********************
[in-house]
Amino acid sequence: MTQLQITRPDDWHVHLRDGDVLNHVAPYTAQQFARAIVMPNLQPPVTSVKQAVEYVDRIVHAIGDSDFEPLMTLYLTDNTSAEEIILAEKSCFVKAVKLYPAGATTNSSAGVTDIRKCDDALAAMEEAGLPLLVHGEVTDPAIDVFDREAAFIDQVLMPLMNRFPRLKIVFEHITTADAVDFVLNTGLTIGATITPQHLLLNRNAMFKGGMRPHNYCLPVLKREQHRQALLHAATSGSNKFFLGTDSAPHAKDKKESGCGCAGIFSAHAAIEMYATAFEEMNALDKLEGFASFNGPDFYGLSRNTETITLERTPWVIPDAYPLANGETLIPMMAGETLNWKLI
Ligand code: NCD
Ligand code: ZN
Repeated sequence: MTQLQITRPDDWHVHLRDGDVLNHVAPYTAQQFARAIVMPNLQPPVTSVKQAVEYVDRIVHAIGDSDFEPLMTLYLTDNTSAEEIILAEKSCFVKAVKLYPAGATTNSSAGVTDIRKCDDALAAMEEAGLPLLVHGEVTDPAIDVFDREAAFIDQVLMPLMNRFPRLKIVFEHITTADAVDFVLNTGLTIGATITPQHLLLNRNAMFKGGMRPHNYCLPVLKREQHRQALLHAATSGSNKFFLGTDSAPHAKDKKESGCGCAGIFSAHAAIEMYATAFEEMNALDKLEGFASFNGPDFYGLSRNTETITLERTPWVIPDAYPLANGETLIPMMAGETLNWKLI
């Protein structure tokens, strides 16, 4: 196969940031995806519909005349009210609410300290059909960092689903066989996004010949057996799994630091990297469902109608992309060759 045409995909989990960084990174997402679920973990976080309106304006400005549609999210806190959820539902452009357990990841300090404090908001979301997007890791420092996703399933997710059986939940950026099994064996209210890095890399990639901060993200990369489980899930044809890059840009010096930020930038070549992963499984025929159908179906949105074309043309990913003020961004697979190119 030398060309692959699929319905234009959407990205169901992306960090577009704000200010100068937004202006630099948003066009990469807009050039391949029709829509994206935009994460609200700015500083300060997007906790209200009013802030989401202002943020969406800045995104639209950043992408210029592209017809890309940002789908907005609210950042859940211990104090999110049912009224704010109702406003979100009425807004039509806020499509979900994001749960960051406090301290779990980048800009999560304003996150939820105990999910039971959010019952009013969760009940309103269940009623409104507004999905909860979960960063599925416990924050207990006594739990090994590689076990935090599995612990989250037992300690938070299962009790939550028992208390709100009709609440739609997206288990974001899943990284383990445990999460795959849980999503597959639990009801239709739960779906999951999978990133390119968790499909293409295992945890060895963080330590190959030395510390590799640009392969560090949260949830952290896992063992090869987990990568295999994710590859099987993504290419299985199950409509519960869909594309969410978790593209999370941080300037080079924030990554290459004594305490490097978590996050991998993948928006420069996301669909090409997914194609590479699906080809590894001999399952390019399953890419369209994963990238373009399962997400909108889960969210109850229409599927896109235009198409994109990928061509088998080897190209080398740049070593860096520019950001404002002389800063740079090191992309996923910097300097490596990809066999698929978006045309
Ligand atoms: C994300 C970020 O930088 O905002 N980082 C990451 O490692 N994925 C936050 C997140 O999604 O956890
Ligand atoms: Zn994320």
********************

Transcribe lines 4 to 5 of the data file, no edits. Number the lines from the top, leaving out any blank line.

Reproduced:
Ligand code: ZN
Repeated sequence: MTQLQITRPDDWHVHLRDGDVLNHVAPYTAQQFARAIVMPNLQPPVTSVKQAVEYVDRIVHAIGDSDFEPLMTLYLTDNTSAEEIILAEKSCFVKAVKLYPAGATTNSSAGVTDIRKCDDALAAMEEAGLPLLVHGEVTDPAIDVFDREAAFIDQVLMPLMNRFPRLKIVFEHITTADAVDFVLNTGLTIGATITPQHLLLNRNAMFKGGMRPHNYCLPVLKREQHRQALLHAATSGSNKFFLGTDSAPHAKDKKESGCGCAGIFSAHAAIEMYATAFEEMNALDKLEGFASFNGPDFYGLSRNTETITLERTPWVIPDAYPLANGETLIPMMAGETLNWKLI